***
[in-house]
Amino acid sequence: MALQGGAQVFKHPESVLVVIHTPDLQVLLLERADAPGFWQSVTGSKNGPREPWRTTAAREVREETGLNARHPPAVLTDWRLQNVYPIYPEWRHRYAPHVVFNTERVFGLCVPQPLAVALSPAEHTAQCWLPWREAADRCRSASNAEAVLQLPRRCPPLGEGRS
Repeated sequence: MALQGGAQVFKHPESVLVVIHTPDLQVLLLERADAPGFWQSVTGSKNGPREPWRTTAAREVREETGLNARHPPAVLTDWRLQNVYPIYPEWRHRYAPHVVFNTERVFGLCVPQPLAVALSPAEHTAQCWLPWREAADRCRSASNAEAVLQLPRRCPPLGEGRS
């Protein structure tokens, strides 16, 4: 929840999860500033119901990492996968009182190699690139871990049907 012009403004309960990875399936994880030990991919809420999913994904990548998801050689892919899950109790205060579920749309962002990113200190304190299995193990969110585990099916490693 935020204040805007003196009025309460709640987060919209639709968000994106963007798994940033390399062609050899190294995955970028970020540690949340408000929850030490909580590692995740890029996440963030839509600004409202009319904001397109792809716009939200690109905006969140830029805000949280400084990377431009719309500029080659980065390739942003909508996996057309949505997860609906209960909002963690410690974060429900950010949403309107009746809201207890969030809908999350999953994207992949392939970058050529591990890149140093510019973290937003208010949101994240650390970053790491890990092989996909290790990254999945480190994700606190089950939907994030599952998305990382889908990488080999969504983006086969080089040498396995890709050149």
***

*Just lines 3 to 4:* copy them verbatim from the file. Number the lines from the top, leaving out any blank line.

Repeated sequence: MALQGGAQVFKHPESVLVVIHTPDLQVLLLERADAPGFWQSVTGSKNGPREPWRTTAAREVREETGLNARHPPAVLTDWRLQNVYPIYPEWRHRYAPHVVFNTERVFGLCVPQPLAVALSPAEHTAQCWLPWREAADRCRSASNAEAVLQLPRRCPPLGEGRS
């Protein structure tokens, strides 16, 4: 929840999860500033119901990492996968009182190699690139871990049907 012009403004309960990875399936994880030990991919809420999913994904990548998801050689892919899950109790205060579920749309962002990113200190304190299995193990969110585990099916490693 935020204040805007003196009025309460709640987060919209639709968000994106963007798994940033390399062609050899190294995955970028970020540690949340408000929850030490909580590692995740890029996440963030839509600004409202009319904001397109792809716009939200690109905006969140830029805000949280400084990377431009719309500029080659980065390739942003909508996996057309949505997860609906209960909002963690410690974060429900950010949403309107009746809201207890969030809908999350999953994207992949392939970058050529591990890149140093510019973290937003208010949101994240650390970053790491890990092989996909290790990254999945480190994700606190089950939907994030599952998305990382889908990488080999969504983006086969080089040498396995890709050149």